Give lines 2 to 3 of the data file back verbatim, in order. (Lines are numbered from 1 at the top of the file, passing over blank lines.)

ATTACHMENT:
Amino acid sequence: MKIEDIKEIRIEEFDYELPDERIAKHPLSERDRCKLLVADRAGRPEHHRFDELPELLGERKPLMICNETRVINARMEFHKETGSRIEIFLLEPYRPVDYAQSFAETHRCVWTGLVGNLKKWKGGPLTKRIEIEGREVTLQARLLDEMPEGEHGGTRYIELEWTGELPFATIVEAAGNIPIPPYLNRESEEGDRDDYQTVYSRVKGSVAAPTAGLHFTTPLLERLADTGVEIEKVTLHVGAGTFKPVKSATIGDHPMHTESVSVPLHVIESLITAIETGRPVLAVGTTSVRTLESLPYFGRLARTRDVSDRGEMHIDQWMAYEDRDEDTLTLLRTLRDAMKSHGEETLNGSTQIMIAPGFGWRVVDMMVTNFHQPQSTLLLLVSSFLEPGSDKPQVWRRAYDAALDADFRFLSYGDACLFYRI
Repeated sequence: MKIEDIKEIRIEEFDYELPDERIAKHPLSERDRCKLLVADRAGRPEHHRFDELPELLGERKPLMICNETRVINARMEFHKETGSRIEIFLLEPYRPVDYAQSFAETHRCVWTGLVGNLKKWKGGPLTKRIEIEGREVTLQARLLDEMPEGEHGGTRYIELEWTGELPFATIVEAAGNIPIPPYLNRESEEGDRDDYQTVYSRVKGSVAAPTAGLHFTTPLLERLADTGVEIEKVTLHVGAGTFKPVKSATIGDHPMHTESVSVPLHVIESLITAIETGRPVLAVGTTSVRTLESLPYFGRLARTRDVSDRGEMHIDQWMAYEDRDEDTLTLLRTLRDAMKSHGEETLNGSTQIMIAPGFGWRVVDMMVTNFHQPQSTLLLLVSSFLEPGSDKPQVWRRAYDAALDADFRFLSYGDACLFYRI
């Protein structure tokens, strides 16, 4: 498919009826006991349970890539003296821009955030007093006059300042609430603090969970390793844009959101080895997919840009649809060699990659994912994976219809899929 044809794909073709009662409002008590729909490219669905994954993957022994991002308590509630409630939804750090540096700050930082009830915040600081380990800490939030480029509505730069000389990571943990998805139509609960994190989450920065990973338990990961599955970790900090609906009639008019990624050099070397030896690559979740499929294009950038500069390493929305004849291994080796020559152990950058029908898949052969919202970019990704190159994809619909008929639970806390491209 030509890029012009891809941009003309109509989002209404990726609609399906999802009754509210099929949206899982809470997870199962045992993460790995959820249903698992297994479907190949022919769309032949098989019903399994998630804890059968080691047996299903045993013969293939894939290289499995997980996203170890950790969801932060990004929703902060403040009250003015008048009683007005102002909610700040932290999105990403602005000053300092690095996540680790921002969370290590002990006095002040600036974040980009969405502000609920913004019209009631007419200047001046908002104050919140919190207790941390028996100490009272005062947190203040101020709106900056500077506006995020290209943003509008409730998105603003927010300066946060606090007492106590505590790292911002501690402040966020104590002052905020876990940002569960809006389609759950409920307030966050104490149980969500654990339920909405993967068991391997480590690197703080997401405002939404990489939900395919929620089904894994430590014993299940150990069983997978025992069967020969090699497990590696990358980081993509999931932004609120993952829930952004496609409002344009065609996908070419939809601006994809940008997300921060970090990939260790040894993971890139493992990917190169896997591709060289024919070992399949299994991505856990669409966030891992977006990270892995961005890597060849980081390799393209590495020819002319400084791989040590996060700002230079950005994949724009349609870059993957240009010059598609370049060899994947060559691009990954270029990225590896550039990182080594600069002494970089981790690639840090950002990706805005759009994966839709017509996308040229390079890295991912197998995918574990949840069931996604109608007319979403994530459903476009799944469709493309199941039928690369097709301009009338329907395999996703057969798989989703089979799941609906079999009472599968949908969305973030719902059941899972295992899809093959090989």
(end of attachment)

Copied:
Repeated sequence: MKIEDIKEIRIEEFDYELPDERIAKHPLSERDRCKLLVADRAGRPEHHRFDELPELLGERKPLMICNETRVINARMEFHKETGSRIEIFLLEPYRPVDYAQSFAETHRCVWTGLVGNLKKWKGGPLTKRIEIEGREVTLQARLLDEMPEGEHGGTRYIELEWTGELPFATIVEAAGNIPIPPYLNRESEEGDRDDYQTVYSRVKGSVAAPTAGLHFTTPLLERLADTGVEIEKVTLHVGAGTFKPVKSATIGDHPMHTESVSVPLHVIESLITAIETGRPVLAVGTTSVRTLESLPYFGRLARTRDVSDRGEMHIDQWMAYEDRDEDTLTLLRTLRDAMKSHGEETLNGSTQIMIAPGFGWRVVDMMVTNFHQPQSTLLLLVSSFLEPGSDKPQVWRRAYDAALDADFRFLSYGDACLFYRI
């Protein structure tokens, strides 16, 4: 498919009826006991349970890539003296821009955030007093006059300042609430603090969970390793844009959101080895997919840009649809060699990659994912994976219809899929 044809794909073709009662409002008590729909490219669905994954993957022994991002308590509630409630939804750090540096700050930082009830915040600081380990800490939030480029509505730069000389990571943990998805139509609960994190989450920065990973338990990961599955970790900090609906009639008019990624050099070397030896690559979740499929294009950038500069390493929305004849291994080796020559152990950058029908898949052969919202970019990704190159994809619909008929639970806390491209 030509890029012009891809941009003309109509989002209404990726609609399906999802009754509210099929949206899982809470997870199962045992993460790995959820249903698992297994479907190949022919769309032949098989019903399994998630804890059968080691047996299903045993013969293939894939290289499995997980996203170890950790969801932060990004929703902060403040009250003015008048009683007005102002909610700040932290999105990403602005000053300092690095996540680790921002969370290590002990006095002040600036974040980009969405502000609920913004019209009631007419200047001046908002104050919140919190207790941390028996100490009272005062947190203040101020709106900056500077506006995020290209943003509008409730998105603003927010300066946060606090007492106590505590790292911002501690402040966020104590002052905020876990940002569960809006389609759950409920307030966050104490149980969500654990339920909405993967068991391997480590690197703080997401405002939404990489939900395919929620089904894994430590014993299940150990069983997978025992069967020969090699497990590696990358980081993509999931932004609120993952829930952004496609409002344009065609996908070419939809601006994809940008997300921060970090990939260790040894993971890139493992990917190169896997591709060289024919070992399949299994991505856990669409966030891992977006990270892995961005890597060849980081390799393209590495020819002319400084791989040590996060700002230079950005994949724009349609870059993957240009010059598609370049060899994947060559691009990954270029990225590896550039990182080594600069002494970089981790690639840090950002990706805005759009994966839709017509996308040229390079890295991912197998995918574990949840069931996604109608007319979403994530459903476009799944469709493309199941039928690369097709301009009338329907395999996703057969798989989703089979799941609906079999009472599968949908969305973030719902059941899972295992899809093959090989």